June 17, 2013
Many people often wonder what the difference is between a 501(c)(3) and a 501(c)(4) organization. It is easy to confuse the two classifications as both are considered nonprofits and there are many similar characteristics. However, there are crucial differences between these two types of nonprofit organizations and it is important to understand the distinction.
According to the Internal Revenue Service Code, 501(c)(3) and 501(c)(4) organizations are nonprofit organizations that are exempt from paying federal income tax. 501(c)(3) organizations are either a public charity, private foundation or private operating foundation with open membership whereas 501(c)(4) organizations are civic leagues or associations operated exclusively for the promotion of social welfare or local associations of employees with limited membership.
When it comes to lobbying and political activity, 501(c)(3) organizations can appeal directly to legislative bodies and representatives and may support issue-based legislation. However, they must notify the IRS of their intent to lobby by filing form 5768, which formally informs the federal government that one has elected to use the expenditure test to have the organization’s lobbying activity measured. Under this test, lobbying capacity is typically limited to spending less than 5 to 20% of the organizational budget on lobbying activities, depending on the size of your organization.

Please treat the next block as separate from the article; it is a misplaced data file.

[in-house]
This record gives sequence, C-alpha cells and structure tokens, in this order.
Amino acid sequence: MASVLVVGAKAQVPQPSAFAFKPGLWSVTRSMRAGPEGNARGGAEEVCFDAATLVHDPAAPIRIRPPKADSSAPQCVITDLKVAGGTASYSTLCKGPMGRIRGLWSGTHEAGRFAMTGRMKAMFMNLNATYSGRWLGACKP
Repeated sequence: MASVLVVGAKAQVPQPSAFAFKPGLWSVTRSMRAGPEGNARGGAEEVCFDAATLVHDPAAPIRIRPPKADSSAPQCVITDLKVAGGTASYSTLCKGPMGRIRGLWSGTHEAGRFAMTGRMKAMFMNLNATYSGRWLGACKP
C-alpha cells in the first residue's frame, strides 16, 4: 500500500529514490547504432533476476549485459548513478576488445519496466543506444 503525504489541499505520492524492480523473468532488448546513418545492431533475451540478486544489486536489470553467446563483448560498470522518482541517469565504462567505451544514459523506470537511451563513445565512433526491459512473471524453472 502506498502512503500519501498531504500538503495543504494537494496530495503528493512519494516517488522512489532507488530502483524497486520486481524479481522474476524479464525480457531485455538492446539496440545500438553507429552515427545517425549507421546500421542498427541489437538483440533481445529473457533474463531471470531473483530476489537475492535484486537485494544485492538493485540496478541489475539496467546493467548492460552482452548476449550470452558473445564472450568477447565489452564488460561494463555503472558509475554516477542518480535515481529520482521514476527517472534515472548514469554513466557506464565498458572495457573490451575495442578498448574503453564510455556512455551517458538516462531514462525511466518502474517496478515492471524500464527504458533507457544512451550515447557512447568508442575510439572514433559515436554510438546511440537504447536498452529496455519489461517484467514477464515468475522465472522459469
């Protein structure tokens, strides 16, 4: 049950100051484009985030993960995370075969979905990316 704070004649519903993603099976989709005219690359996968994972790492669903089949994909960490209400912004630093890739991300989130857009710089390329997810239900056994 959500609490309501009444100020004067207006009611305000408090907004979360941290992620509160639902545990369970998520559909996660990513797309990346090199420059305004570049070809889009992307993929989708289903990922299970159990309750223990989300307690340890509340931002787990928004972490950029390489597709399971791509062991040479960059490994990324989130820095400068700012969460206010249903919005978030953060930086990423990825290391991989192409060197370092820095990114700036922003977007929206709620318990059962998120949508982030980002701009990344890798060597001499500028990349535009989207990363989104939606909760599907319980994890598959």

501(c)(4) organizations can engage in unlimited lobbying so long as it pertains to the organization’s mission. 501(c)(3) organizations are not permitted to engage in political activity, endorse or oppose political candidates, or donate money or time to political campaigns, but 501(c)(4) organizations can do all of the above.
In regards to supporting these organizations, donations made to 501(c)(3) organizations are deductible to the full extent of the law as charitable contributions. Donations made to 501(c)(4) organizations are not deductible, though some businesses who make these contributions often write them off as advertising or business expenses. (Please consult your accountant.)
Which should you choose, a 501(c)(3) or a 501(c)(4)?
If you are planning on doing limited or no lobbying, then you should choose the 501(c)(3) status so donors can benefit from giving to your organization. However, if your organization will be doing a lot of lobbying or any campaigning, you should form a 501(c)(4) to inoculate yourself from any charges of violating your 501(c)(3) status.
If you want the best of both worlds, you can have two separate but affiliated organizations – one a charitable 501(c)(3) and the other a 501(c)(4) lobbying arm. Many trade organizations lobby extensively on behalf of their members, but have an affiliated 501(c)(3) foundation for charitable giving and educational purposes.
Some examples of 501(c)(3) organizations include charities and educational institutions such as The Global Fund for Children and The Stella Adler Studio of Acting. Examples of 501(c)(4) organizations include unions, fraternal organizations and trade associations.
Originally Posted: June 17,2008 on NJ.com